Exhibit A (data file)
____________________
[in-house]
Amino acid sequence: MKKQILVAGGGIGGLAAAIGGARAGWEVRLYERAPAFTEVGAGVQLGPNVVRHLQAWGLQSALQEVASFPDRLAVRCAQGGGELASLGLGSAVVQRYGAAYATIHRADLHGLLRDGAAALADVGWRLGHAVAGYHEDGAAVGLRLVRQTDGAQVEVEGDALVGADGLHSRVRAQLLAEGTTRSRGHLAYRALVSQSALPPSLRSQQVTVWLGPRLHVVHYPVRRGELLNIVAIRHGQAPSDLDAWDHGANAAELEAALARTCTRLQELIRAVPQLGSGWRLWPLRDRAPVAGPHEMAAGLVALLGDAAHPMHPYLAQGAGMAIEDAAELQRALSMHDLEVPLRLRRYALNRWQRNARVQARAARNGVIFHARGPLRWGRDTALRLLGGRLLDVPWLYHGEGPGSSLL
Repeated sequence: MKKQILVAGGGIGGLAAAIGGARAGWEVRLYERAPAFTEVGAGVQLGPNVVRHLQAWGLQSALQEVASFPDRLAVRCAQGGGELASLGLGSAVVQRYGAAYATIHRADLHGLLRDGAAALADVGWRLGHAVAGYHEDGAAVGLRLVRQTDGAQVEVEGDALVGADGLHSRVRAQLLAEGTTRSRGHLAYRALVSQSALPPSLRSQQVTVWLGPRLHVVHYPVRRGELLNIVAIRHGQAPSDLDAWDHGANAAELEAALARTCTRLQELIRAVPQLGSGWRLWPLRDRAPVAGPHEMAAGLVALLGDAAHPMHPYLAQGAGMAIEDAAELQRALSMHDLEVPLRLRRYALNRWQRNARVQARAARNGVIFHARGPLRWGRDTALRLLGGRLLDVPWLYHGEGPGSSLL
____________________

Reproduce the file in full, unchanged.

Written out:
[in-house]
Amino acid sequence: MKKQILVAGGGIGGLAAAIGGARAGWEVRLYERAPAFTEVGAGVQLGPNVVRHLQAWGLQSALQEVASFPDRLAVRCAQGGGELASLGLGSAVVQRYGAAYATIHRADLHGLLRDGAAALADVGWRLGHAVAGYHEDGAAVGLRLVRQTDGAQVEVEGDALVGADGLHSRVRAQLLAEGTTRSRGHLAYRALVSQSALPPSLRSQQVTVWLGPRLHVVHYPVRRGELLNIVAIRHGQAPSDLDAWDHGANAAELEAALARTCTRLQELIRAVPQLGSGWRLWPLRDRAPVAGPHEMAAGLVALLGDAAHPMHPYLAQGAGMAIEDAAELQRALSMHDLEVPLRLRRYALNRWQRNARVQARAARNGVIFHARGPLRWGRDTALRLLGGRLLDVPWLYHGEGPGSSLL
Repeated sequence: MKKQILVAGGGIGGLAAAIGGARAGWEVRLYERAPAFTEVGAGVQLGPNVVRHLQAWGLQSALQEVASFPDRLAVRCAQGGGELASLGLGSAVVQRYGAAYATIHRADLHGLLRDGAAALADVGWRLGHAVAGYHEDGAAVGLRLVRQTDGAQVEVEGDALVGADGLHSRVRAQLLAEGTTRSRGHLAYRALVSQSALPPSLRSQQVTVWLGPRLHVVHYPVRRGELLNIVAIRHGQAPSDLDAWDHGANAAELEAALARTCTRLQELIRAVPQLGSGWRLWPLRDRAPVAGPHEMAAGLVALLGDAAHPMHPYLAQGAGMAIEDAAELQRALSMHDLEVPLRLRRYALNRWQRNARVQARAARNGVIFHARGPLRWGRDTALRLLGGRLLDVPWLYHGEGPGSSLL